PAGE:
TERI Work Day: Developing a Shared Culture of Evidence
On April 26, a TERI Work Day was dedicated to creating a shared culture of evidence in teaching and ongoing program improvement. This requires understanding and using education data, which our higher-education partners are discovering is a powerful tool for developing informed approaches to improving student achievement and teacher effectiveness. Over 90 people were in attendance, including university faculty and staff and representatives from our school partners. We heard from a team of University researchers about four ongoing research projects in TERI related to teacher identity development, developing partnerships between universities and schools, the design of feedback in supervisory relationships, and capturing the professional cultures of schools. We also saw data related to the CEHD teacher candidate admission and enrollment over the past three years and engaged in conversations about how this data will help drive ongoing recruitment efforts within the TERI Partnership Network.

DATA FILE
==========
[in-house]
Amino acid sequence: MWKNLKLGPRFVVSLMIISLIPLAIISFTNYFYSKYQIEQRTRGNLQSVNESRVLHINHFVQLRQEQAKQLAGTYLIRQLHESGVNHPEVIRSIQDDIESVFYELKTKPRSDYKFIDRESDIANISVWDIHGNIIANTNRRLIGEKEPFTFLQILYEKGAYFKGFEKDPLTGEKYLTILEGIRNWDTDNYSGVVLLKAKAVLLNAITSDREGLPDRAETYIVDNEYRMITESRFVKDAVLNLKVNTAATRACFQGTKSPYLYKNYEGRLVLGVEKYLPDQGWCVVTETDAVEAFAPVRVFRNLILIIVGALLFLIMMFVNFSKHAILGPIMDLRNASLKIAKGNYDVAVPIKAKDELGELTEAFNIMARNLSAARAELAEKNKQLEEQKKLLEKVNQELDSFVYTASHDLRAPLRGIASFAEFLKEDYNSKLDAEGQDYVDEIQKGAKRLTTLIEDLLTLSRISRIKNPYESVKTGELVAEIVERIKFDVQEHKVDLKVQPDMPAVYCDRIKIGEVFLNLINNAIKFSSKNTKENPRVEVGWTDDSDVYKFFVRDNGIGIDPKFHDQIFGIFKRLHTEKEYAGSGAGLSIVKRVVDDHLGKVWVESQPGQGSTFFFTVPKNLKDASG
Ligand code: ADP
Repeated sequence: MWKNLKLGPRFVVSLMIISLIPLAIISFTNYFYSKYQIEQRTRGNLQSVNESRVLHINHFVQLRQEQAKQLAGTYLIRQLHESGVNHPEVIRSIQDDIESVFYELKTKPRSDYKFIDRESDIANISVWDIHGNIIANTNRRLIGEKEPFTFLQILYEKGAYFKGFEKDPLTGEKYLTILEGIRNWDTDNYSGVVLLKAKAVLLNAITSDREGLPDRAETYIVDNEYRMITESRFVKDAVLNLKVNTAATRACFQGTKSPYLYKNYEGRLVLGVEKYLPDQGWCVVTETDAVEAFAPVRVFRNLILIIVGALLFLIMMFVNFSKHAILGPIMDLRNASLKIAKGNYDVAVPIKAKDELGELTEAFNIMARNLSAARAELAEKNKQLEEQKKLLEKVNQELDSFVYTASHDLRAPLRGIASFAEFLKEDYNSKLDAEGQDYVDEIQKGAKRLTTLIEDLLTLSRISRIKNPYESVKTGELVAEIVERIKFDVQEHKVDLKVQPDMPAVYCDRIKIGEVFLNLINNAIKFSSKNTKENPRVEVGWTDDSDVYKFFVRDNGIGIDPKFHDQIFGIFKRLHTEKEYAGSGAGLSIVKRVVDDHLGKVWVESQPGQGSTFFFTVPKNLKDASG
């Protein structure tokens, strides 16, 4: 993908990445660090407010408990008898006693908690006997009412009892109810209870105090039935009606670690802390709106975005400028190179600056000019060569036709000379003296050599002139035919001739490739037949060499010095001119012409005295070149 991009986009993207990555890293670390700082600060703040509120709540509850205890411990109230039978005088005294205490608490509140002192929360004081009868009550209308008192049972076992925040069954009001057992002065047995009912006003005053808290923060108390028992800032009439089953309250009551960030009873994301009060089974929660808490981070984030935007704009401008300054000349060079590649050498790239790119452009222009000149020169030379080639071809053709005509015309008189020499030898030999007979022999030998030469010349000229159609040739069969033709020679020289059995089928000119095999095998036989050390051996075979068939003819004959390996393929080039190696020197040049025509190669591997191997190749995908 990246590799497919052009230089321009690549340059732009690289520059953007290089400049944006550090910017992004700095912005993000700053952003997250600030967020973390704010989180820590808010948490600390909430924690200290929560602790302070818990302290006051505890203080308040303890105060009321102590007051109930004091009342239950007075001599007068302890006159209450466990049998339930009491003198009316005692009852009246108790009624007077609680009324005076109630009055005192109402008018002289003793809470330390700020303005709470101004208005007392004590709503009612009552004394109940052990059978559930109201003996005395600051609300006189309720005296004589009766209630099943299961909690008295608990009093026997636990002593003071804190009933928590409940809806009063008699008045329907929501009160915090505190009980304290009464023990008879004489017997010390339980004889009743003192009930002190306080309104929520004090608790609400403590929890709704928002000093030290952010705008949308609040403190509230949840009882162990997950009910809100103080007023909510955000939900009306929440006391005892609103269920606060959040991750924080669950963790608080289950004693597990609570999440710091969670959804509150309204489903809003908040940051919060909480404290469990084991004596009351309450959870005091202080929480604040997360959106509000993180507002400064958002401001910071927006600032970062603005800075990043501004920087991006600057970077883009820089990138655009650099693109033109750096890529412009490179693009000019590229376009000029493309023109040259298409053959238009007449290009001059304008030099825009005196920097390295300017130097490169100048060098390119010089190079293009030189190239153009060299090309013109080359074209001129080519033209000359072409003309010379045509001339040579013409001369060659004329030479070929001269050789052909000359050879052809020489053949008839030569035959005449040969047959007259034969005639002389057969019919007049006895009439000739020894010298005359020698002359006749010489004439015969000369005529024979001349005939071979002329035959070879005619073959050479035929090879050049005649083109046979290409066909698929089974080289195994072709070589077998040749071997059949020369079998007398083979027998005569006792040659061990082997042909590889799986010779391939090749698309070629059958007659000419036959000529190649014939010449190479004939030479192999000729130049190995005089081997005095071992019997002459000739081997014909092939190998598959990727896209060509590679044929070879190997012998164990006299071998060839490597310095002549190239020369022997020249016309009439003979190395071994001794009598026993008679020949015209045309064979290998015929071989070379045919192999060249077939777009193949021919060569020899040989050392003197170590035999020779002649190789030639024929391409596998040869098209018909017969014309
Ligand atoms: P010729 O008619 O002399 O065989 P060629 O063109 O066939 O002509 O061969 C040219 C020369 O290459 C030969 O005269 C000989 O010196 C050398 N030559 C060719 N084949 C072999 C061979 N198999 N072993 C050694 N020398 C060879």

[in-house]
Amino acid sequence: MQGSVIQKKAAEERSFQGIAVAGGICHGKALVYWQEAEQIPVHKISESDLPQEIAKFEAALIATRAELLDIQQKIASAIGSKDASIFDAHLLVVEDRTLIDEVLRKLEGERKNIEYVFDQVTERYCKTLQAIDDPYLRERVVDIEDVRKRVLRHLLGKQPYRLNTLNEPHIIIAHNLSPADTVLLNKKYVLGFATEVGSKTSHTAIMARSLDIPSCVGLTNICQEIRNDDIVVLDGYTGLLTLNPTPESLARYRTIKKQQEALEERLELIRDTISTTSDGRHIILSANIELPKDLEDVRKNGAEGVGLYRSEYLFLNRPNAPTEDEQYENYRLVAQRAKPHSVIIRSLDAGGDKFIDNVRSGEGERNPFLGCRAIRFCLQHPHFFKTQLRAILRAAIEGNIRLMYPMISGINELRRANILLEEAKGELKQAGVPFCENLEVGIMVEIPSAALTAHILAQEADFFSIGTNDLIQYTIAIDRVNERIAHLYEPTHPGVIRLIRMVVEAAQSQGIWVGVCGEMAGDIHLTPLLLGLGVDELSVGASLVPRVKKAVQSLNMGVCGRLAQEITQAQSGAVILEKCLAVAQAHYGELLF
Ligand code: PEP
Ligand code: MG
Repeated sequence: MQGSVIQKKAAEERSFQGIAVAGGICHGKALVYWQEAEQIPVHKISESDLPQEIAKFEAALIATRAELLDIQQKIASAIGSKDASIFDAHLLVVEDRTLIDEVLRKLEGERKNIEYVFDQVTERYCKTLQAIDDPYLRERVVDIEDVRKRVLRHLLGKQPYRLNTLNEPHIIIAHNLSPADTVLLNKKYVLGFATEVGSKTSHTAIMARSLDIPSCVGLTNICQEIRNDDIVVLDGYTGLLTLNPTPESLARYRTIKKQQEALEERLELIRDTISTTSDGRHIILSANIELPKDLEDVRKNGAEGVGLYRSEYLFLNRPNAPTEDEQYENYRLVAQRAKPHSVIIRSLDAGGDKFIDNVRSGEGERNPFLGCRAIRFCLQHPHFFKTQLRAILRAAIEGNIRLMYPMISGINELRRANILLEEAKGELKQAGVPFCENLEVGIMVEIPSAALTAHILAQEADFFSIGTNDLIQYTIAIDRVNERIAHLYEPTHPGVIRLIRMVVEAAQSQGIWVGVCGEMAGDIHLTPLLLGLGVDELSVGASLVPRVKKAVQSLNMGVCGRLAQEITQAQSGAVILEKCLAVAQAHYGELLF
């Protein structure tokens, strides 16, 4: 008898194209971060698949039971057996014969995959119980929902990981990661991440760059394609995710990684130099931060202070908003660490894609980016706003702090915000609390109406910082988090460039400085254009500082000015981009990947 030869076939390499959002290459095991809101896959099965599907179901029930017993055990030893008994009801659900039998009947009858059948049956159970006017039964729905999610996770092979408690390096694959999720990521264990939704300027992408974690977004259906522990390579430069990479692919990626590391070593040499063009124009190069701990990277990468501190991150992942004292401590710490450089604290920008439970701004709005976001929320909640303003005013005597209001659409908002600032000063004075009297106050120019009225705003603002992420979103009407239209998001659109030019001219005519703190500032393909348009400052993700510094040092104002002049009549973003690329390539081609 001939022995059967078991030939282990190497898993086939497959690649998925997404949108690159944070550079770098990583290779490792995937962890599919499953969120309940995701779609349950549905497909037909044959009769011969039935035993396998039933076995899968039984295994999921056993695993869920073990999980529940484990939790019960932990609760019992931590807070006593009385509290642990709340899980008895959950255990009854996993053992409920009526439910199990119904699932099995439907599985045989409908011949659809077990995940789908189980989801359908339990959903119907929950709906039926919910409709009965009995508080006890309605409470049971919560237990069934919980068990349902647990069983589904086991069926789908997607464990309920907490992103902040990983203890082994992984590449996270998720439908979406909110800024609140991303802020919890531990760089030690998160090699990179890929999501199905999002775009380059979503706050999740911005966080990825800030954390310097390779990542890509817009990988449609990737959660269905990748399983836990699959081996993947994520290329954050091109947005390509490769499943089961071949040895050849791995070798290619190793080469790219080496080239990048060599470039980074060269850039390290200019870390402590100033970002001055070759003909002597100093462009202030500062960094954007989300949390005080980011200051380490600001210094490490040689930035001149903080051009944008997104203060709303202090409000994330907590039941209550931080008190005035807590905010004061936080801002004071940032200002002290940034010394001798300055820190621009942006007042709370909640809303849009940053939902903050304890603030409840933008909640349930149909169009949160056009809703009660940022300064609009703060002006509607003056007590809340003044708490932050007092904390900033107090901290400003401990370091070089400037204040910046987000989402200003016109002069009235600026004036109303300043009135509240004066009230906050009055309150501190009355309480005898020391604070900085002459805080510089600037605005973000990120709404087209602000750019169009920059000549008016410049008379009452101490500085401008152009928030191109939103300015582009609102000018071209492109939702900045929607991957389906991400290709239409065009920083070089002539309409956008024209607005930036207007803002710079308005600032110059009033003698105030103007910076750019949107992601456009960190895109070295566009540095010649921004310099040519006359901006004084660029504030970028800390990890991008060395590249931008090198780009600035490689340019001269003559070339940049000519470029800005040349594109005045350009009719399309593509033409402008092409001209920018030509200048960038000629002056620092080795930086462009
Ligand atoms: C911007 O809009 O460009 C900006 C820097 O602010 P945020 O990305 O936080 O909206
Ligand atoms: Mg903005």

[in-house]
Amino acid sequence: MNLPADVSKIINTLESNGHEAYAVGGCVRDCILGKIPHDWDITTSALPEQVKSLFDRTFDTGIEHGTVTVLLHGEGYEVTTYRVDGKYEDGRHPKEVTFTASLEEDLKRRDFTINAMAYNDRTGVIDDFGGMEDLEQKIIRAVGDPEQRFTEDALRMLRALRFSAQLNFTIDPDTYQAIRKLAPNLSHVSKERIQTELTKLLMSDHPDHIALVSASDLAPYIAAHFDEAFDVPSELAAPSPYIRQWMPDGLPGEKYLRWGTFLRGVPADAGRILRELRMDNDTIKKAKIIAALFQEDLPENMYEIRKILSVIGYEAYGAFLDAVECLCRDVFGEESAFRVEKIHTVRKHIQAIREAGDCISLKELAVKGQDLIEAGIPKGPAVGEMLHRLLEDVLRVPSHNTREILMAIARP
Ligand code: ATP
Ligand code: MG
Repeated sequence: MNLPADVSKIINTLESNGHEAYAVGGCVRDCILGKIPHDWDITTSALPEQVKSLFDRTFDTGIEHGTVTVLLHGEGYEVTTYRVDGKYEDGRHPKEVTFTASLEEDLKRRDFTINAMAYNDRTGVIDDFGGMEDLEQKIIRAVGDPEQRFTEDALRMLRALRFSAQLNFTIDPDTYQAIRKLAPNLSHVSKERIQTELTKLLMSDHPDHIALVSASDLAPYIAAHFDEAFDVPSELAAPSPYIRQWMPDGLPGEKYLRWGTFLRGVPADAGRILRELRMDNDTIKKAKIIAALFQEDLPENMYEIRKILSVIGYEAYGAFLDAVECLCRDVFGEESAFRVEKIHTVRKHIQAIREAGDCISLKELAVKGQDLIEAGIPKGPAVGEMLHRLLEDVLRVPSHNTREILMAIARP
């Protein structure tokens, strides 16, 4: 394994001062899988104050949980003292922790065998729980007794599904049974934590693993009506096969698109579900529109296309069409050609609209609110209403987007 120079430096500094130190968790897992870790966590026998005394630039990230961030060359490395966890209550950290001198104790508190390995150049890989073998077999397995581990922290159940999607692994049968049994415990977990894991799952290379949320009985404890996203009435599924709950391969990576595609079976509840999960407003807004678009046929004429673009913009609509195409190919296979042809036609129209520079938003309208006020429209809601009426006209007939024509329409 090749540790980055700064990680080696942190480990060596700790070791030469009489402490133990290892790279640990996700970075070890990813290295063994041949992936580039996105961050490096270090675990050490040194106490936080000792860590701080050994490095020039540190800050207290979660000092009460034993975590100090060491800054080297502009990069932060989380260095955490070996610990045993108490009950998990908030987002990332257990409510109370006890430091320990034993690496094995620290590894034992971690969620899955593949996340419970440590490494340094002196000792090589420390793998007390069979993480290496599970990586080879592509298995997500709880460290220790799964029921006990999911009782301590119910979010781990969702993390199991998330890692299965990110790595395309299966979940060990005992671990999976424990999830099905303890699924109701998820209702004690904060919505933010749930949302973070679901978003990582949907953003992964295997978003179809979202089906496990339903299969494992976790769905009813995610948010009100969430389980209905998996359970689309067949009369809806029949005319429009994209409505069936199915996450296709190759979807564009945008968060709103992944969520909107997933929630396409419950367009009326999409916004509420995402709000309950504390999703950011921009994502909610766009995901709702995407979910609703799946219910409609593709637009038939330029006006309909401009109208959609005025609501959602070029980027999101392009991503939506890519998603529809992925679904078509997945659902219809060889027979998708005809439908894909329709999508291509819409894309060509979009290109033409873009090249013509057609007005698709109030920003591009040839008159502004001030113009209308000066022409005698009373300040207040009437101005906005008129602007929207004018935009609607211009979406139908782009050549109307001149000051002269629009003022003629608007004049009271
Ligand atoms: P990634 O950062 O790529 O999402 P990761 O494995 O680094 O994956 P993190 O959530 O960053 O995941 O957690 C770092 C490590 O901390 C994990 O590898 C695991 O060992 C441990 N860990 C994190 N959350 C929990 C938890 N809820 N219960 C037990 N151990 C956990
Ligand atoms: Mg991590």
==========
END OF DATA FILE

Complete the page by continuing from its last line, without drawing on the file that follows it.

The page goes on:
Special guests in the room were a team of researchers from the University of Wisconsin-Madison who, as part of the Bush Foundation's Educational Achievement Initiative, have been working with school districts from across North Dakota, South Dakota and Minnesota to tie student performance to teachers, and to our higher-education partner universities where they received their training. They are experts in working with value-added methods, which are a way to use student assessment data and other factors to measure the contributions teachers and schools make toward student achievement.
To read more about this event, please see this article on the Bush Foundation website: